History in Johannesburg

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Johannesburg, also known as Jo’burg , Jozi or eGoli, is the largest city in all of sub-Saharan Africa. It is also the provincial capital of Gauteng, and the wealthiest province in all of Africa due to its vicinity to gold and the diamond-rich Witwatersrand hills. Before planning your trip to this affluent city, it's a good idea to know a little bit about Johannesburg History.

The Era preceding Gold Rush

The original inhabitants of the region were the San tribes, but they were overpowered by Bantu-speaking people by around 1200. By 1700, one of the Bantu-speaking clans, Sotho-Tswana, was densely settled in the region. These people ruled the region from present-day Botswana to South Africa, and practiced cattle farming, mining, and smelting iron, tin and copper.

Many Sotho-Tswana villages were destroyed by the Zulus in the early part of 1700s. One offshoot of Zulus, Matabele, set up a new kingdom north of Jo’burg in Rustenburg. But their kingdom was short-lived, as Dutch-speaking Voortreakers took over the region in the early 1800s with the help of the local Sotho-Tswana allies. They started ruling the region from Pretoria , northwest of Johannesburg.

Era of Gold Rush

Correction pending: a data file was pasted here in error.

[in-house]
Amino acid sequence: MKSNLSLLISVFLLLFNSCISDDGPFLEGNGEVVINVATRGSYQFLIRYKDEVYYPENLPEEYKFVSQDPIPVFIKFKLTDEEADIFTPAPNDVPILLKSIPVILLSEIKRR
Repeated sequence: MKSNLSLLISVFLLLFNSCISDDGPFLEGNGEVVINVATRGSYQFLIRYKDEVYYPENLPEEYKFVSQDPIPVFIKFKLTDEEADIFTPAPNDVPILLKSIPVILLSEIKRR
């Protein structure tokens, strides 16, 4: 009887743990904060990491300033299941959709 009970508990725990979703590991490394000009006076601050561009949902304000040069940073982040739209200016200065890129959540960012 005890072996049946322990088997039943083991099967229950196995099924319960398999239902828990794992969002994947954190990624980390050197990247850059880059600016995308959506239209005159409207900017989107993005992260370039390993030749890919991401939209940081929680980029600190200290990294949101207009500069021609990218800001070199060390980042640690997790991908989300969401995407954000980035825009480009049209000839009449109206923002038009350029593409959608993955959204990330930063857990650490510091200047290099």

Around 1880, gold was discovered near Barberton, around 400 kilometers from Johannesburg, and the gold rush began. Gold miners soon found out that the Witwatersrand range of hills was the main source of gold in the region. In Jo’burg, first gold was discovered in Langlaagte in 1886, and attracted people from all over the world. As the value of the area increased, the tension grew between the local government and the British. The British defeated the local rulers in the battles of Doornkop( 1896) and the Second battle of Boer ( 1896-1901).

Modern Era

The development of the city started during the 1930s, and by the 1970s, Jo’burg became a major metropoliton city, complete with highrises and a busy international airport. During the apartheid era, the total city of Johannesburg was divided into 11 different local authorities, seven of which were controlled by white people and four of which by people of color. After 1995, in the post-arartheid era, the whole city came under one autonomous, governing body and paid uniform taxes. The city perimeters were also expanded by adding satellite towns like Randburg and Sandton, and poorer labour colonies like Soweto and Alexandra.

Present-day Johannesburg saw a major riot against the migrants from Mozambique, Malawi and Zimbabwe in 2008. But part from that, Johannesburg stands out as the commercial capital in Africa where all have equal oppurtunity.

 

Contributors
March 25, 2010 change by ashmita
June 20, 2006 change by giorgio

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